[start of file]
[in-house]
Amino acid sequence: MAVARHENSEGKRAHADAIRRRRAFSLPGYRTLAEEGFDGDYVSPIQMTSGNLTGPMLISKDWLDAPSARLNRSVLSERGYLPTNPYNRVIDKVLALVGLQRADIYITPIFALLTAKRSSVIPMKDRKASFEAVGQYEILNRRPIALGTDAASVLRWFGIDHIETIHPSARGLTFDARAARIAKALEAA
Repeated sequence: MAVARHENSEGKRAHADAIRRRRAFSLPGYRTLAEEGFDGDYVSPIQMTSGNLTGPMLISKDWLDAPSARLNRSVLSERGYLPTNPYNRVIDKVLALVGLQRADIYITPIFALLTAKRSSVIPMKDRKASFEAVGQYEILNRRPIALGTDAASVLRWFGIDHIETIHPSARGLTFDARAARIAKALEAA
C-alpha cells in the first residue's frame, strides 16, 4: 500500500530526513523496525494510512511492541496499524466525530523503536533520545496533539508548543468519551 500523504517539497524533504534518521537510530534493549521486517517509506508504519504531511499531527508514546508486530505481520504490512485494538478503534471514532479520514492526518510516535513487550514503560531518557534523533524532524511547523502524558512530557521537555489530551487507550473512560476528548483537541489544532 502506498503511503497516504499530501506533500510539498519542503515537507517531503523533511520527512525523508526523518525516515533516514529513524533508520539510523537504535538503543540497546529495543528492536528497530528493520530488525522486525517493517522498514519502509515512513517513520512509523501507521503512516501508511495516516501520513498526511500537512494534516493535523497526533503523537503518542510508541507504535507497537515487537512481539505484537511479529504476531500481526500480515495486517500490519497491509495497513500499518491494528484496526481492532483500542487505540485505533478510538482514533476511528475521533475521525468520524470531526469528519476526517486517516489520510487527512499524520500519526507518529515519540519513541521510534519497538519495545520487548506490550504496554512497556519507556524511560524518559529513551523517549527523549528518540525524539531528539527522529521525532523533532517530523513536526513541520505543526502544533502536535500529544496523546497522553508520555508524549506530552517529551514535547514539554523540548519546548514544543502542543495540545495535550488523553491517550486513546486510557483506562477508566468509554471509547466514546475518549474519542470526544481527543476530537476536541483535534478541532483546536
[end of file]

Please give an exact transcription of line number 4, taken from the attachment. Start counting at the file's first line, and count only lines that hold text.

C-alpha cells in the first residue's frame, strides 16, 4: 500500500530526513523496525494510512511492541496499524466525530523503536533520545496533539508548543468519551 500523504517539497524533504534518521537510530534493549521486517517509506508504519504531511499531527508514546508486530505481520504490512485494538478503534471514532479520514492526518510516535513487550514503560531518557534523533524532524511547523502524558512530557521537555489530551487507550473512560476528548483537541489544532 502506498503511503497516504499530501506533500510539498519542503515537507517531503523533511520527512525523508526523518525516515533516514529513524533508520539510523537504535538503543540497546529495543528492536528497530528493520530488525522486525517493517522498514519502509515512513517513520512509523501507521503512516501508511495516516501520513498526511500537512494534516493535523497526533503523537503518542510508541507504535507497537515487537512481539505484537511479529504476531500481526500480515495486517500490519497491509495497513500499518491494528484496526481492532483500542487505540485505533478510538482514533476511528475521533475521525468520524470531526469528519476526517486517516489520510487527512499524520500519526507518529515519540519513541521510534519497538519495545520487548506490550504496554512497556519507556524511560524518559529513551523517549527523549528518540525524539531528539527522529521525532523533532517530523513536526513541520505543526502544533502536535500529544496523546497522553508520555508524549506530552517529551514535547514539554523540548519546548514544543502542543495540545495535550488523553491517550486513546486510557483506562477508566468509554471509547466514546475518549474519542470526544481527543476530537476536541483535534478541532483546536